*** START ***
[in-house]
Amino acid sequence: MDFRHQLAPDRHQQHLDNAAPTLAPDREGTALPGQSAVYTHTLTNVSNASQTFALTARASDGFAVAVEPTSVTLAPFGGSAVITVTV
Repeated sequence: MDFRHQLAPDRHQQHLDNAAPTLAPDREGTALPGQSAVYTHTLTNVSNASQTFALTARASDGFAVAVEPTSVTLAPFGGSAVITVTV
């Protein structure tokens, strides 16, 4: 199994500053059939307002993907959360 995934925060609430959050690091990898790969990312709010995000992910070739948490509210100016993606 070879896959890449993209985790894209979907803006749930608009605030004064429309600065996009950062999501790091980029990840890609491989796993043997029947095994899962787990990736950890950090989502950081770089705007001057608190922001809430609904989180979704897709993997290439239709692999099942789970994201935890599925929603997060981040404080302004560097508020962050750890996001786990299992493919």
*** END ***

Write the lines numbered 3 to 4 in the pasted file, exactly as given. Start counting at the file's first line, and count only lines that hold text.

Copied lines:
Repeated sequence: MDFRHQLAPDRHQQHLDNAAPTLAPDREGTALPGQSAVYTHTLTNVSNASQTFALTARASDGFAVAVEPTSVTLAPFGGSAVITVTV
């Protein structure tokens, strides 16, 4: 199994500053059939307002993907959360 995934925060609430959050690091990898790969990312709010995000992910070739948490509210100016993606 070879896959890449993209985790894209979907803006749930608009605030004064429309600065996009950062999501790091980029990840890609491989796993043997029947095994899962787990990736950890950090989502950081770089705007001057608190922001809430609904989180979704897709993997290439239709692999099942789970994201935890599925929603997060981040404080302004560097508020962050750890996001786990299992493919």